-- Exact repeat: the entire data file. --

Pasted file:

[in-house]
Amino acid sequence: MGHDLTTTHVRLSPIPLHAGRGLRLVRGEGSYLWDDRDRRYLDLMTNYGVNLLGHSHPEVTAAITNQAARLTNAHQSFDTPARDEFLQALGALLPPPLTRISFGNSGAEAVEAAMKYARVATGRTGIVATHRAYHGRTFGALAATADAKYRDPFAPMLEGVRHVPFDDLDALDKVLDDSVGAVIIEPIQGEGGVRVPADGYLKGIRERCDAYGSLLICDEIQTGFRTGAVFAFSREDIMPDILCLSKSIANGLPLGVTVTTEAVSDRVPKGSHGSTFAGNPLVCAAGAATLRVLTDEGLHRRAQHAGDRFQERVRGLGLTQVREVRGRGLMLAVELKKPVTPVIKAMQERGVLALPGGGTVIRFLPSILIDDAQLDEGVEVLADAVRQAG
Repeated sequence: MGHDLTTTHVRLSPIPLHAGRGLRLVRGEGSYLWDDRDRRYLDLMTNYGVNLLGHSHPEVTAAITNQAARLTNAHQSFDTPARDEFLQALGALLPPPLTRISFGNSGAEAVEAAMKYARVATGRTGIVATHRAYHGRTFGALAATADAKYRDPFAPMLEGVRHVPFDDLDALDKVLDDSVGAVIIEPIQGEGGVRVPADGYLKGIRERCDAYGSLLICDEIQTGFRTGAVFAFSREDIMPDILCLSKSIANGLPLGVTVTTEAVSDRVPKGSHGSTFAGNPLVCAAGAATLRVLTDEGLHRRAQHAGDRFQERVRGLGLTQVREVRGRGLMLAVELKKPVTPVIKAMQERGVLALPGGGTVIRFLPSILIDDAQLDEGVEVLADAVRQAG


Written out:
[in-house]
Amino acid sequence: MGHDLTTTHVRLSPIPLHAGRGLRLVRGEGSYLWDDRDRRYLDLMTNYGVNLLGHSHPEVTAAITNQAARLTNAHQSFDTPARDEFLQALGALLPPPLTRISFGNSGAEAVEAAMKYARVATGRTGIVATHRAYHGRTFGALAATADAKYRDPFAPMLEGVRHVPFDDLDALDKVLDDSVGAVIIEPIQGEGGVRVPADGYLKGIRERCDAYGSLLICDEIQTGFRTGAVFAFSREDIMPDILCLSKSIANGLPLGVTVTTEAVSDRVPKGSHGSTFAGNPLVCAAGAATLRVLTDEGLHRRAQHAGDRFQERVRGLGLTQVREVRGRGLMLAVELKKPVTPVIKAMQERGVLALPGGGTVIRFLPSILIDDAQLDEGVEVLADAVRQAG
Repeated sequence: MGHDLTTTHVRLSPIPLHAGRGLRLVRGEGSYLWDDRDRRYLDLMTNYGVNLLGHSHPEVTAAITNQAARLTNAHQSFDTPARDEFLQALGALLPPPLTRISFGNSGAEAVEAAMKYARVATGRTGIVATHRAYHGRTFGALAATADAKYRDPFAPMLEGVRHVPFDDLDALDKVLDDSVGAVIIEPIQGEGGVRVPADGYLKGIRERCDAYGSLLICDEIQTGFRTGAVFAFSREDIMPDILCLSKSIANGLPLGVTVTTEAVSDRVPKGSHGSTFAGNPLVCAAGAATLRVLTDEGLHRRAQHAGDRFQERVRGLGLTQVREVRGRGLMLAVELKKPVTPVIKAMQERGVLALPGGGTVIRFLPSILIDDAQLDEGVEVLADAVRQAG